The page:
Google’s finally confirmed the Nexus 4 Android 5.1.1 Lollipop update and the new firmware should start rolling out in the near future. Here’s what owners of the former flagship need to know about the company’s brand new Nexus 4 Android 5.1.1 Lollipop release.
In April, Google confirmed the arrival of an Android 5.1.1 update for Nexus devices. The update followed in the footsteps of Android 5.1, an update that delivered new features, bug fixes and problems to Nexus smartphone and tablet users.
Android 5.1.1 isn’t as big as Android 5.1 but it’s just as important due to the bug fixes that it has on board. Google’s Android 5.1.1 deployment has been extremely slow though we’ve finally started to see the company pick up the pace during the month of May.
Today, Google’s taken another big step as it has released Android 5.1.1 for two new devices, the Nexus 9 LTE and the Nexus 4. The Nexus 4 Android 5.1.1 update was confirmed for arrival by Canadian carrier Rogers but today marks the first time that Google’s acknowledged the release.
With a Nexus 4 Android 5.1.1 roll out at hand, we take a look at the most important things Nexus 4 users need to know about the Android 5.1.1 update.
Time to Prepare
The Nexus 4 Android 5.1.1 release date is finally here. What this means is that now is a great time to start preparing the Nexus 4 (and yourself) for the Android 5.1.1 Lollipop update’s arrival.
We’ve outlined a number of steps to take ahead of the download process and we’ve also put together some useful Android 5.1.1 Lollipop release date tips that will help Nexus 4 users once Google’s update picks up speed. These tips are designed mainly for novice Nexus users though veteran Nexus users might find some of the tips useful as well.
Nexus 4 Android 5.1.1 Update Now Available
After a fairly lengthy wait, the Nexus 4 Android 5.1.1 Lollipop update is finally here. Thanks to resourceful Nexus users, we now have direct access to the Nexus 4’s Android 5.1.1 OTA file. Those familiar with the sideloading process can download the file and install manually ahead of the OTA:
- Nexus 4 Android 5.1.1 update: LMY47V from LMY47O
If you don’t know how to sideload, you can take a look at our guide here. Just remember, there’s always a chance that sideloading could negatively impact the performance of the Nexus 4 so proceed with caution. For reference, the file size is a tiny 18MB.
Nexus 4 Android 5.1.1 OTA
The Nexus 4 Android 5.1.1 OTA is rolling out and we expect to see the update pick up the pace in the days ahead. Here are a few things that we think Nexus 4 users need to keep in mind as the Android 5.1.1 Lollipop update starts to push for the aging former flagship:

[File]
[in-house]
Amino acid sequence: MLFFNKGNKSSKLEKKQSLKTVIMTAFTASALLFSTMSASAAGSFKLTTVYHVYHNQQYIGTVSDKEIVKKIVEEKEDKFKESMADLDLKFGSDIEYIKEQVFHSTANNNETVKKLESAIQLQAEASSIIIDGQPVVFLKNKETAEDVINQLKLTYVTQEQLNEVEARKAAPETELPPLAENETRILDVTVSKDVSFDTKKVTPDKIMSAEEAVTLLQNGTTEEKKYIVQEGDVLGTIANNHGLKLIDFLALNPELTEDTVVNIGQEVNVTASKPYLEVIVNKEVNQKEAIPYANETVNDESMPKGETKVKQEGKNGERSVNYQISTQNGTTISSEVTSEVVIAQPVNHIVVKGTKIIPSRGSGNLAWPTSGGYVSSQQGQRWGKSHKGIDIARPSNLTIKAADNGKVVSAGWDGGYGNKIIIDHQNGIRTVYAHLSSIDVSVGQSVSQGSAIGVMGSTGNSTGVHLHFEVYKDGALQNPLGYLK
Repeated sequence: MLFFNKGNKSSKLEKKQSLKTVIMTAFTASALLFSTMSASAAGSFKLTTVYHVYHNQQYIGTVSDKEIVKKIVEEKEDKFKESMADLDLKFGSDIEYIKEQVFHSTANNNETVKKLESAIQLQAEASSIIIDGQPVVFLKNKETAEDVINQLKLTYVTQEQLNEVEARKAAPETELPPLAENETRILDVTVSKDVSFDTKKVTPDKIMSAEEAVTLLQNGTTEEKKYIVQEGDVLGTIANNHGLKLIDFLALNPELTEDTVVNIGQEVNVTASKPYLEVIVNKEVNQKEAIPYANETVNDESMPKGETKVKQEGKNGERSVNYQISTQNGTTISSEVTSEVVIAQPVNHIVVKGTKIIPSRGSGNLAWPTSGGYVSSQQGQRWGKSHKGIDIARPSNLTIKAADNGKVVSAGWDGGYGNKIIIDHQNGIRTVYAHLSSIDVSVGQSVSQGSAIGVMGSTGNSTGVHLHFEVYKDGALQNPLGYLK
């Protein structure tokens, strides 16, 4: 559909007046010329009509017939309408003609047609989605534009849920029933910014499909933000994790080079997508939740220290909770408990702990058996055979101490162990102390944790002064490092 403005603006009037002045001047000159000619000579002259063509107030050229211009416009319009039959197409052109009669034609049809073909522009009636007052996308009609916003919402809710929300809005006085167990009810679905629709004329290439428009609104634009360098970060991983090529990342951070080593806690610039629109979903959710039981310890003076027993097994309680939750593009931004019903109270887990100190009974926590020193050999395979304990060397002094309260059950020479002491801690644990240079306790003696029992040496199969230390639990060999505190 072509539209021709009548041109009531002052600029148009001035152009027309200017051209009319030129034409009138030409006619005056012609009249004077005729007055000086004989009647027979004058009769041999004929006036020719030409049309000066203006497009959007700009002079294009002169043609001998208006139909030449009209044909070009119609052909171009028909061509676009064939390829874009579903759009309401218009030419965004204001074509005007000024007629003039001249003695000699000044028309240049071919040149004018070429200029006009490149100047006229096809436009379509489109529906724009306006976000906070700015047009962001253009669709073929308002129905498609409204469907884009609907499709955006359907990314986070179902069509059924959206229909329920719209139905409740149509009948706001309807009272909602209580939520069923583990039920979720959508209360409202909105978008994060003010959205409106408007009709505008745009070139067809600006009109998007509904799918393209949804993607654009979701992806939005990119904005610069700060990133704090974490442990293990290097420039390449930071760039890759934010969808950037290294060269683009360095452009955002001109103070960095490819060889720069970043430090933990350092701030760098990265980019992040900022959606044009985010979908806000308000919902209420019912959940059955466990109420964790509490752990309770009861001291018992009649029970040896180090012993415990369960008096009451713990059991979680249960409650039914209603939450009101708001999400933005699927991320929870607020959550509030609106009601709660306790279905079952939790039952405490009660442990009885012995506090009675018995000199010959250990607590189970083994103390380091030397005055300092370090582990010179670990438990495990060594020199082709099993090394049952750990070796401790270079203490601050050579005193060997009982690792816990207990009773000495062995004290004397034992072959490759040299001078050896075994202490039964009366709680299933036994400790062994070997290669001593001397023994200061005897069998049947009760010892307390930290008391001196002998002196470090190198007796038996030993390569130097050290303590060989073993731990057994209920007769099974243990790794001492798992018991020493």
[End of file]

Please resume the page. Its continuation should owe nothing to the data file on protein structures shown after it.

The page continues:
- The roll out will move slowly. Google’s updates typically take a week or more to complete. The Nexus 4 Android 5.1.1 update should be completed before the end of May.
- Nexus 4 users can check manually through settings but there’s no need to check more than a couple times a day. Most Nexus 4 users will discover the update via a prompt in notifications.
- Do not try and force the update using the Google Framework Services “trick.” This could seriously harm the device.
- Nexus 4 users don’t need to install the update the second it arrives. In fact, many will probably want to skip the update when it arrives.
Android 5.1.1 vs. Android 5.0
Some Nexus 4 users remain on Android 5.0.2 or below. Android 5.1.1 is a variant of Android 5.1 which means that it will bring bug fixes and some new features to Nexus 4 devices lingering on firmware older than Android 5.1.
The slideshow above will recap what Nexus 4 users on Android 5.0.2 and below need to know about the changes Android 5.1.1 Lollipop will bring to the Nexus 4 after it’s downloaded and installed.
Nexus 4 Android 5.1.1 Problems & Fixes
Finally, consider this a warning. Nexus users who have received the Android 5.1.1 Lollipop update from Google are relaying feedback about the new software. And while some of the feedback is positive (we’re having an excellent experience on the Nexus 7 and Nexus 9 ), we’re also starting to hear about Nexus Android 5.1.1 Lollipop problems.
We’ve rounded up some of these initial problems to help Nexus users dig around for feedback and also get acquainted with some of the more pressing issues. Battery drain, connectivity issues and lag are some of the more common problems. Android 5.1.1 appears to be more stable than Android 5.1 but Nexus 4 users having a good performance on Android 5.1 and below are still taking a risk.
In response to these problems, put together a list of common Android 5.1.1 problems and fixes that users should consult ahead of the Nexus 4 Android 5.1.1 release. We’ve also outlined ways to improve battery life and put together a guide that will show Nexus 4 users how to downgrade if Android 5.1.1 ruins performance.